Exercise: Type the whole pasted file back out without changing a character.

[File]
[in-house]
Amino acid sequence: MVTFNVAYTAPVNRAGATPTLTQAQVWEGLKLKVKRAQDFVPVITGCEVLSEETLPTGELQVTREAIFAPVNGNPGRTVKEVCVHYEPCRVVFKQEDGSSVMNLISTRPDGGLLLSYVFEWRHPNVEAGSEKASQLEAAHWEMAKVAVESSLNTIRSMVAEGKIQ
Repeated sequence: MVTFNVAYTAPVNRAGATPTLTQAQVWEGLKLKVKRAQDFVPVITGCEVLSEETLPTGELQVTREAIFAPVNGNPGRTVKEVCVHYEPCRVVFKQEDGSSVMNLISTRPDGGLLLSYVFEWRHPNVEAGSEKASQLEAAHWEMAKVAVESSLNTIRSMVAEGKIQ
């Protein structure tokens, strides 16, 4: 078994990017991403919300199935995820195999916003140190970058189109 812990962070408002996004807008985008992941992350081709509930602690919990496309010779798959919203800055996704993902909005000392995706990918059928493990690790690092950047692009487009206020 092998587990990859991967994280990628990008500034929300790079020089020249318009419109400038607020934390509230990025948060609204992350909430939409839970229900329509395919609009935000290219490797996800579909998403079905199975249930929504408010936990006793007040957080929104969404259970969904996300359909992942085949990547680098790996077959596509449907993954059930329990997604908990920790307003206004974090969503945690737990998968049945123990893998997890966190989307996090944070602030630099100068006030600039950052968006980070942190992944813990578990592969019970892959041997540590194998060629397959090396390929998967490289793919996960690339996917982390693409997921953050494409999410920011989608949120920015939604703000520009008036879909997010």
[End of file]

[in-house]
Amino acid sequence: MVTFNVAYTAPVNRAGATPTLTQAQVWEGLKLKVKRAQDFVPVITGCEVLSEETLPTGELQVTREAIFAPVNGNPGRTVKEVCVHYEPCRVVFKQEDGSSVMNLISTRPDGGLLLSYVFEWRHPNVEAGSEKASQLEAAHWEMAKVAVESSLNTIRSMVAEGKIQ
Repeated sequence: MVTFNVAYTAPVNRAGATPTLTQAQVWEGLKLKVKRAQDFVPVITGCEVLSEETLPTGELQVTREAIFAPVNGNPGRTVKEVCVHYEPCRVVFKQEDGSSVMNLISTRPDGGLLLSYVFEWRHPNVEAGSEKASQLEAAHWEMAKVAVESSLNTIRSMVAEGKIQ
């Protein structure tokens, strides 16, 4: 078994990017991403919300199935995820195999916003140190970058189109 812990962070408002996004807008985008992941992350081709509930602690919990496309010779798959919203800055996704993902909005000392995706990918059928493990690790690092950047692009487009206020 092998587990990859991967994280990628990008500034929300790079020089020249318009419109400038607020934390509230990025948060609204992350909430939409839970229900329509395919609009935000290219490797996800579909998403079905199975249930929504408010936990006793007040957080929104969404259970969904996300359909992942085949990547680098790996077959596509449907993954059930329990997604908990920790307003206004974090969503945690737990998968049945123990893998997890966190989307996090944070602030630099100068006030600039950052968006980070942190992944813990578990592969019970892959041997540590194998060629397959090396390929998967490289793919996960690339996917982390693409997921953050494409999410920011989608949120920015939604703000520009008036879909997010």